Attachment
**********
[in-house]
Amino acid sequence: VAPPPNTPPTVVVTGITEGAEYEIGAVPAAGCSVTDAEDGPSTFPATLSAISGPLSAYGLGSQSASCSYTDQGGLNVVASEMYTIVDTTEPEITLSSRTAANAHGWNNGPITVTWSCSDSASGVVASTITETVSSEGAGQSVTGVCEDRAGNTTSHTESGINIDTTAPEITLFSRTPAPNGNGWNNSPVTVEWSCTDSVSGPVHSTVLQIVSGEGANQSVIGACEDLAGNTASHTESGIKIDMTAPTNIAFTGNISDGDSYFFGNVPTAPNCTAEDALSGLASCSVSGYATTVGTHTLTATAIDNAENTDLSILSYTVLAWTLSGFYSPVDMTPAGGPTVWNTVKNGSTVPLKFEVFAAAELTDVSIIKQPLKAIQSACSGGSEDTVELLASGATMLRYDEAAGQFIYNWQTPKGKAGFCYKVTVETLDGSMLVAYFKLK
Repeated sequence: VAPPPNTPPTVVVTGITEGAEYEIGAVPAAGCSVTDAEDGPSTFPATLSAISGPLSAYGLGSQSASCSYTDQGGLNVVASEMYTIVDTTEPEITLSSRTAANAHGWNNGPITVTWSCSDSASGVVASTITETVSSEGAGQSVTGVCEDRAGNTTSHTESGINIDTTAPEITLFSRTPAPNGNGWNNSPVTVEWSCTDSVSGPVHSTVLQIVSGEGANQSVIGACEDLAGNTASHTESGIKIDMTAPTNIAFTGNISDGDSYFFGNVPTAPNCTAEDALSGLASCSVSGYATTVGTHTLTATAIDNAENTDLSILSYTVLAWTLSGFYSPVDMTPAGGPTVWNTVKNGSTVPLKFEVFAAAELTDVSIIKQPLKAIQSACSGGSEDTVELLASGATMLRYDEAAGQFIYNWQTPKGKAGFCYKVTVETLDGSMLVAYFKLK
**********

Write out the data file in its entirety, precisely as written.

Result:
[in-house]
Amino acid sequence: VAPPPNTPPTVVVTGITEGAEYEIGAVPAAGCSVTDAEDGPSTFPATLSAISGPLSAYGLGSQSASCSYTDQGGLNVVASEMYTIVDTTEPEITLSSRTAANAHGWNNGPITVTWSCSDSASGVVASTITETVSSEGAGQSVTGVCEDRAGNTTSHTESGINIDTTAPEITLFSRTPAPNGNGWNNSPVTVEWSCTDSVSGPVHSTVLQIVSGEGANQSVIGACEDLAGNTASHTESGIKIDMTAPTNIAFTGNISDGDSYFFGNVPTAPNCTAEDALSGLASCSVSGYATTVGTHTLTATAIDNAENTDLSILSYTVLAWTLSGFYSPVDMTPAGGPTVWNTVKNGSTVPLKFEVFAAAELTDVSIIKQPLKAIQSACSGGSEDTVELLASGATMLRYDEAAGQFIYNWQTPKGKAGFCYKVTVETLDGSMLVAYFKLK
Repeated sequence: VAPPPNTPPTVVVTGITEGAEYEIGAVPAAGCSVTDAEDGPSTFPATLSAISGPLSAYGLGSQSASCSYTDQGGLNVVASEMYTIVDTTEPEITLSSRTAANAHGWNNGPITVTWSCSDSASGVVASTITETVSSEGAGQSVTGVCEDRAGNTTSHTESGINIDTTAPEITLFSRTPAPNGNGWNNSPVTVEWSCTDSVSGPVHSTVLQIVSGEGANQSVIGACEDLAGNTASHTESGIKIDMTAPTNIAFTGNISDGDSYFFGNVPTAPNCTAEDALSGLASCSVSGYATTVGTHTLTATAIDNAENTDLSILSYTVLAWTLSGFYSPVDMTPAGGPTVWNTVKNGSTVPLKFEVFAAAELTDVSIIKQPLKAIQSACSGGSEDTVELLASGATMLRYDEAAGQFIYNWQTPKGKAGFCYKVTVETLDGSMLVAYFKLK